"We are deeply sorry for the negative impact on Yili and the consumers," said the company in a statement on October 22. "Without first consulting his supervisor, An worked with the partner PR agency and spread accusations online that the fish oil in Yili's baby milk was harmful to human health. He should take responsibility for the consequences."
The statement went on to say An was a former employee of Yili before coming to Mengniu in 2005 and that he had already been fired.
"We will learn from this incident, strengthen internal management and improve employee education to prevent this from happening again," said Mengniu.
However, in the statement Mengniu also went on the offensive. It claimed that Yili had spent more than 5.9 million yuan ($880,597) between 2003 and 2004 hiring PR companies to launch media attacks against Mengniu.
In response, Yili accused Mengniu of trying to distract public attention from the scandal. "This case is still unsolved," the Beijing News quoted an anonymous PR manager of Yili as saying. "Why did they bring up things that happened several years ago? Is it to confuse the public?"
The furore underscores the brutally competitive nature of the country's dairy market, already heavily hit by the Sanlu melamine scandal in 2008 that put thousands of babies in hospital and forced Sanlu to shut down.
The malicious competition will hurt the health of the industry, said Wang Dingmian, a dairy expert and former Executive Director of the Dairy Association of China.
The enterprises must first learn how to honor their social responsibility and seek consumer recognition by branding and marketing, instead of attacking each other, he said.
Tan Guiqiu, a professor at the China University of Political Science and Law, believed it is urgent now to curb this malicious competition. The illegal marketing tactics destroy the reputations of not only rival companies, but also the whole industry, and dented consumer confidence.
"The competition between Chinese dairy makers will allow foreign companies to swoop in," said Chen Lianfang, a senior analyst at the Beijing-based Orient Agribusiness Consulting Ltd.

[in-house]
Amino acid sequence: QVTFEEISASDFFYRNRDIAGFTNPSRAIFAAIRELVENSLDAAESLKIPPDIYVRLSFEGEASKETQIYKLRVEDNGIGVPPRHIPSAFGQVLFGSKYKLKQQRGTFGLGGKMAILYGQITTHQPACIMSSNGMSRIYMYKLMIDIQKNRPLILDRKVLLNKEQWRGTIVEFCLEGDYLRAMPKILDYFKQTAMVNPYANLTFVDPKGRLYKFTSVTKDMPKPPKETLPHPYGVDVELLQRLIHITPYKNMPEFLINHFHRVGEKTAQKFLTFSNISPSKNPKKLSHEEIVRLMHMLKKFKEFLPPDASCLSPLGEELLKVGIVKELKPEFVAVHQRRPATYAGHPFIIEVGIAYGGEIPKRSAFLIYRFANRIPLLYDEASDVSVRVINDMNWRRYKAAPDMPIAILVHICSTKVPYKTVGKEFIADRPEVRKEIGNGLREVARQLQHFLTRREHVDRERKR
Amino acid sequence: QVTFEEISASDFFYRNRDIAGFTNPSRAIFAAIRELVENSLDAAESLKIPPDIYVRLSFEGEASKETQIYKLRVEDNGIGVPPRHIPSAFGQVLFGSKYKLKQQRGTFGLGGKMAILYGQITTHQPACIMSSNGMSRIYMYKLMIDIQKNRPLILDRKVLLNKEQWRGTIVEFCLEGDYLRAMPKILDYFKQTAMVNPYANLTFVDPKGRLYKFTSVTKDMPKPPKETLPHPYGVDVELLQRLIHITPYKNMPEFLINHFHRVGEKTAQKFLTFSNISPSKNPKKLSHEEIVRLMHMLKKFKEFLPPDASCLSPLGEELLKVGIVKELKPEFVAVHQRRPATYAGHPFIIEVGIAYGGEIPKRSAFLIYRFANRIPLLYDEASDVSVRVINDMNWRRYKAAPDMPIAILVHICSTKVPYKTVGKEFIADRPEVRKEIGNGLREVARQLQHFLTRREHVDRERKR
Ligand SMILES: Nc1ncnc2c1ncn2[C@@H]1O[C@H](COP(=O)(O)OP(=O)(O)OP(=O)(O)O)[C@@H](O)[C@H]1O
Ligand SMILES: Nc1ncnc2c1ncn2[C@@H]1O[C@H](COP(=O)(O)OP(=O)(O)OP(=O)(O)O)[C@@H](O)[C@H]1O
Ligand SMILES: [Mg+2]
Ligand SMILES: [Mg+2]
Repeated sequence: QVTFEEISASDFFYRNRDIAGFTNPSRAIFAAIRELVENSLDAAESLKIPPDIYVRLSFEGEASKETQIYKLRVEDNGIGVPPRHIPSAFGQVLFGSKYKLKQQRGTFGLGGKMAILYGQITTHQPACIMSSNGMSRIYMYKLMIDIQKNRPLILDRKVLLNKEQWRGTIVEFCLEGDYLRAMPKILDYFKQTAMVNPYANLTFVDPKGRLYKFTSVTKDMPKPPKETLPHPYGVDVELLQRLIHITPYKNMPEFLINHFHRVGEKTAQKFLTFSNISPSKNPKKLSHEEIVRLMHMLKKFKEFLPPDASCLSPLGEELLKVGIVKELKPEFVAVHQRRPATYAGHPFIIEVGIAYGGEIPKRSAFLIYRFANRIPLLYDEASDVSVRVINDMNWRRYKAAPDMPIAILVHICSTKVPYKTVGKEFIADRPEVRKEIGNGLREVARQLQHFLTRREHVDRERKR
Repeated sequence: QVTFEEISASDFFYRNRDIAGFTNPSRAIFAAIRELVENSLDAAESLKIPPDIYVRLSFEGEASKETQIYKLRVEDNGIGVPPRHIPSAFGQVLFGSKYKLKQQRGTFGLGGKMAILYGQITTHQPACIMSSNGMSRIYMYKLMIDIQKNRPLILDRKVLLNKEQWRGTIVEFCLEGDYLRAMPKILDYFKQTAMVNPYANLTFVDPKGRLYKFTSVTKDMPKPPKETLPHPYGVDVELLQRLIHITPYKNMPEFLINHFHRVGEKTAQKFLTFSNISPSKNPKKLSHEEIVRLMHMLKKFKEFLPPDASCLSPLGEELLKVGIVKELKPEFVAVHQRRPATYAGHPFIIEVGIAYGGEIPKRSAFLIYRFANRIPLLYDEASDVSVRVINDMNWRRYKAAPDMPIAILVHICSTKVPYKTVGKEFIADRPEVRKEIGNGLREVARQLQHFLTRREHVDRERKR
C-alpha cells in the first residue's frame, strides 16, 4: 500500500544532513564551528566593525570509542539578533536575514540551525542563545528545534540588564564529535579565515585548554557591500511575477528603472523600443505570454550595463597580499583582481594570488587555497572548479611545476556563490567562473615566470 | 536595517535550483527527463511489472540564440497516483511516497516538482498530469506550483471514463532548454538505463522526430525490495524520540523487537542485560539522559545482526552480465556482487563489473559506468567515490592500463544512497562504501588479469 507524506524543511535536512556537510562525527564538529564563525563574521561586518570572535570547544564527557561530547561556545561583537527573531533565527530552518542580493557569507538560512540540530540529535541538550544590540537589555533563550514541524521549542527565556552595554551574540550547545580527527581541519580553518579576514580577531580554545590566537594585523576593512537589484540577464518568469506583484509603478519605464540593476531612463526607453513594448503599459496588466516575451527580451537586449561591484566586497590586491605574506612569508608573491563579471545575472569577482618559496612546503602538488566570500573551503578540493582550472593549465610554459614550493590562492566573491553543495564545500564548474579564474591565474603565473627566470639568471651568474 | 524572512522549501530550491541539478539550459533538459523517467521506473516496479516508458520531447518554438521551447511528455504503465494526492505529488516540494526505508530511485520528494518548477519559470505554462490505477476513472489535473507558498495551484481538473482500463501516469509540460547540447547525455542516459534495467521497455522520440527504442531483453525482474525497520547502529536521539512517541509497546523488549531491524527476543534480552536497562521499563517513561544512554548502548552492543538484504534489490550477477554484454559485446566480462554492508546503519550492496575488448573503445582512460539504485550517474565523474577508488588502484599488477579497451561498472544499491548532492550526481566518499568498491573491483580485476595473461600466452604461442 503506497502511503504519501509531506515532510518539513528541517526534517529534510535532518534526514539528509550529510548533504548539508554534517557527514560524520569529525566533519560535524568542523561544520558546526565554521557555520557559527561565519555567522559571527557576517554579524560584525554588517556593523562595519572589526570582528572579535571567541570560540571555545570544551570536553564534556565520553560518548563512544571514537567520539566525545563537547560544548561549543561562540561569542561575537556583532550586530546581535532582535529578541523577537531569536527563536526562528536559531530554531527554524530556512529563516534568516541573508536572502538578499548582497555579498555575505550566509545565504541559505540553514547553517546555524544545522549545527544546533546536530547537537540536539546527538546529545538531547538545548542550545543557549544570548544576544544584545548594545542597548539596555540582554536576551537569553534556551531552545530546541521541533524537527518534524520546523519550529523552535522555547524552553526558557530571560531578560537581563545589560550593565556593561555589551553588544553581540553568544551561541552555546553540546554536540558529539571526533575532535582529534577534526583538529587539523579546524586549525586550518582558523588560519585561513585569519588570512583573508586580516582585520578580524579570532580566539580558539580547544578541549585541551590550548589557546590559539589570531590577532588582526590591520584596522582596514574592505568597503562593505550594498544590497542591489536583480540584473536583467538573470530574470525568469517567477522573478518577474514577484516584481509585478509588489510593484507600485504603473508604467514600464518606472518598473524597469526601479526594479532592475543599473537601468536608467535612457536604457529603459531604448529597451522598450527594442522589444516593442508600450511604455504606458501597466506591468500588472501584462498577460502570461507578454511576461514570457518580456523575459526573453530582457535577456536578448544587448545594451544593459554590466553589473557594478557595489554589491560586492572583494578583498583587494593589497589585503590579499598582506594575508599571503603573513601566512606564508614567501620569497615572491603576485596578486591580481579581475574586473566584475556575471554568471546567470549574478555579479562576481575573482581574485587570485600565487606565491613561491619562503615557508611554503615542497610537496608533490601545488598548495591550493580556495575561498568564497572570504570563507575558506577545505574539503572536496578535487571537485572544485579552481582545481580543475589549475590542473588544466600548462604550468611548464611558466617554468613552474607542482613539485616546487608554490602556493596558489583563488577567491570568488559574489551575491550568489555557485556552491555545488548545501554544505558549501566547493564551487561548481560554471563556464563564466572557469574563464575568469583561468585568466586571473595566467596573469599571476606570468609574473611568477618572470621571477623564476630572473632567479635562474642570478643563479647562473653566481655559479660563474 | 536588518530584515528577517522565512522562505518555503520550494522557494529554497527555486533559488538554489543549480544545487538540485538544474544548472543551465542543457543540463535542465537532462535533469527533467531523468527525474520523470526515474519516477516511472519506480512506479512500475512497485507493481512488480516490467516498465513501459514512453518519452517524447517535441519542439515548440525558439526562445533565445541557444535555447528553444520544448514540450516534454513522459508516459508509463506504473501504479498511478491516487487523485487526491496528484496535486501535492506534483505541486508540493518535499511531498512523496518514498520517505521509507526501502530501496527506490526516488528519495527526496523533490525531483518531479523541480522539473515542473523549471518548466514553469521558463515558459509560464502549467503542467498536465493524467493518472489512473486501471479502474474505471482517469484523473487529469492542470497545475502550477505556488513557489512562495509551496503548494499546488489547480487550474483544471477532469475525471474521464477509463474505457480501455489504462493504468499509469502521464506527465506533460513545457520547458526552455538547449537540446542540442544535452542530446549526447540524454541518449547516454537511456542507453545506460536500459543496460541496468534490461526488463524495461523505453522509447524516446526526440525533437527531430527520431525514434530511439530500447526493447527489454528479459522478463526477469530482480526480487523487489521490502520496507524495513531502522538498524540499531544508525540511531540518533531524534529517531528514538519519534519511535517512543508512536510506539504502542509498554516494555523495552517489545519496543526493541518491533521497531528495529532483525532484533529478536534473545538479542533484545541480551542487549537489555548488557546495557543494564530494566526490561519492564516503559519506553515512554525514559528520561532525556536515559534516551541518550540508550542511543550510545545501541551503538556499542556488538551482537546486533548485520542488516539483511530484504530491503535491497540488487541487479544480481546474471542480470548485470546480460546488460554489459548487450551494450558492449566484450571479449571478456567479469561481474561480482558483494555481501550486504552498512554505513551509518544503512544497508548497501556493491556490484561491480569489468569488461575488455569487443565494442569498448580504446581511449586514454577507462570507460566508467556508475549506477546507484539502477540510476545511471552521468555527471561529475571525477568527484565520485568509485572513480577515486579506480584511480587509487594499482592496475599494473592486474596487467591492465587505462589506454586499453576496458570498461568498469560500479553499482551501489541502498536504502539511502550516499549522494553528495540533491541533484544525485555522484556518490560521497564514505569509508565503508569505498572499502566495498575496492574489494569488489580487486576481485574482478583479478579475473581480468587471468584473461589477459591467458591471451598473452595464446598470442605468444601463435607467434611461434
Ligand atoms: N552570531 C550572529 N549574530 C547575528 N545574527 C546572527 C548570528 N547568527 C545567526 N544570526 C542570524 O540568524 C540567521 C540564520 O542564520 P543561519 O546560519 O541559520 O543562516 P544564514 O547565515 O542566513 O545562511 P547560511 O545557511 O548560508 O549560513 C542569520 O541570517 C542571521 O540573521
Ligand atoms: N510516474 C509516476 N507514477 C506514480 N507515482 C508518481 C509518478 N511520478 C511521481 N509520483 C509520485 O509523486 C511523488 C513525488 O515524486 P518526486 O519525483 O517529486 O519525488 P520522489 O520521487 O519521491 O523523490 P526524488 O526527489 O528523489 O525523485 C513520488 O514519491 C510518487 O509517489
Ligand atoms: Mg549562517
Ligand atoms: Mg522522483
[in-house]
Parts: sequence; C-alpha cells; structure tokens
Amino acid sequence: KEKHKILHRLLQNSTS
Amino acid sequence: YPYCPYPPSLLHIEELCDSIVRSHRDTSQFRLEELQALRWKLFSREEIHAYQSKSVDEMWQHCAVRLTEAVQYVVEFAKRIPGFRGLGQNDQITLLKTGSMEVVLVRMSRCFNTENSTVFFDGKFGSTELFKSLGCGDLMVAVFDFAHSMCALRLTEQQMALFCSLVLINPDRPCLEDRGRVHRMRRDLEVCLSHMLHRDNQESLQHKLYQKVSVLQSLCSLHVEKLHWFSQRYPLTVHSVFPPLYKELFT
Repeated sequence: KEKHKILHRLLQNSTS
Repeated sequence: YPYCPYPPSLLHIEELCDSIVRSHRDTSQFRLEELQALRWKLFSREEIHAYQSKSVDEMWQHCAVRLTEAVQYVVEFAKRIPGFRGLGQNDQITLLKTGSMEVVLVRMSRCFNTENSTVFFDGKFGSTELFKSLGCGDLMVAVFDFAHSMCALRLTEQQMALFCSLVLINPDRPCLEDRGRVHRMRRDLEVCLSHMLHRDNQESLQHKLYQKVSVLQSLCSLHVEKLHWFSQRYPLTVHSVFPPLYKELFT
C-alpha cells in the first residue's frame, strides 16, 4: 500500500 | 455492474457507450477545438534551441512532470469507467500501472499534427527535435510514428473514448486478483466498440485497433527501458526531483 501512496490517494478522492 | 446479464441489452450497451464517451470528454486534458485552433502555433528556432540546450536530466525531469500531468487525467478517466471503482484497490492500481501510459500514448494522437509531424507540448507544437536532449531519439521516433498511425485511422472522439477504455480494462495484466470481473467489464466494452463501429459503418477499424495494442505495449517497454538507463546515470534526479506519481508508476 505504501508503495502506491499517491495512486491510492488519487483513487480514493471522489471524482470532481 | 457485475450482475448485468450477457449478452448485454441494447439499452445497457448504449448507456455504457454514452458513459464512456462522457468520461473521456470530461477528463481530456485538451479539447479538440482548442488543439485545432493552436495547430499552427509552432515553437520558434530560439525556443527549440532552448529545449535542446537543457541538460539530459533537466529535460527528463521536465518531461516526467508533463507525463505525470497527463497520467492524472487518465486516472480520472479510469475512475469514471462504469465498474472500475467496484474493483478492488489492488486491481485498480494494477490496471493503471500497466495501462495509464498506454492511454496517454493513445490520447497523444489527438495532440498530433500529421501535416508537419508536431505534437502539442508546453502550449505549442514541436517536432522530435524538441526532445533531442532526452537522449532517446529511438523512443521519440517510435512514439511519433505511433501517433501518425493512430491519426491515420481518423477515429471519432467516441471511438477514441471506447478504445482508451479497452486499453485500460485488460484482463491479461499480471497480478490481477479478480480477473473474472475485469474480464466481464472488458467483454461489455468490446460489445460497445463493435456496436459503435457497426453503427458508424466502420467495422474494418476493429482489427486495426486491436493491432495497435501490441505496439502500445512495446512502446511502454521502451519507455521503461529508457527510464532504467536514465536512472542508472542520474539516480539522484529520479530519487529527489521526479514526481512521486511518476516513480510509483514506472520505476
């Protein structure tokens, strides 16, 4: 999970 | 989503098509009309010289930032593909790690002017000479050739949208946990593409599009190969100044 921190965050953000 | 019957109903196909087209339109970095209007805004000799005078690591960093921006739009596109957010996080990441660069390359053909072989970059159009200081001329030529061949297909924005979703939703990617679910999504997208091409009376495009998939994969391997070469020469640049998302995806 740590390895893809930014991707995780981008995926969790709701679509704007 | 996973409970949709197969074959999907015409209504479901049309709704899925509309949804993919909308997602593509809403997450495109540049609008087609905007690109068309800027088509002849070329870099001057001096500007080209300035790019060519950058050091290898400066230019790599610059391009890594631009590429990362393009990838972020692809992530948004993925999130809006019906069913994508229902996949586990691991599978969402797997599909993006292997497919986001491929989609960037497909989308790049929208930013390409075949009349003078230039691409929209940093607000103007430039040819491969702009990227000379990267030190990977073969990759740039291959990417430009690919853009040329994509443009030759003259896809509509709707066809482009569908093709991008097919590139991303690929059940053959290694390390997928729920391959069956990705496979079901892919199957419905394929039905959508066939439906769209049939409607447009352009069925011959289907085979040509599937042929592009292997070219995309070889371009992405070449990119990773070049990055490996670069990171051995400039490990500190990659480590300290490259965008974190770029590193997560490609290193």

A mature brand, especially in food production, should pay more heed to its product quality than just maintaining a brand name. Meanwhile, efforts are also needed to strengthen supervision over online marketing tactics and create a healthy business environment, said Chen.


Crisis Focus: Asia at the Helm

As the global economy transforms from a developed country-centric to a more developing-focused model in the post-crisis world, Asia is emerging as a new economic powerhouse. Its policy choices are important for the continent's own sake, and also for the global economy as a whole. Dominique Strauss-Kahn, Managing Director of the IMF, noted this shift in a recent speech in Shanghai. Edited excerpts follow:
The 19th century belonged to Europe; the 20th century to the United States. The 21st century, as we are coming to realize, can be the Asian century. But with that comes great responsibility—to lead, to guide, and to take ownership of the collaborative agenda. Asia is now a major economic region, and being at the center means being responsible for the whole. Asia has an important voice in world affairs through the G20, and also through the IMF, which is in the process of giving more influence to dynamic emerging markets.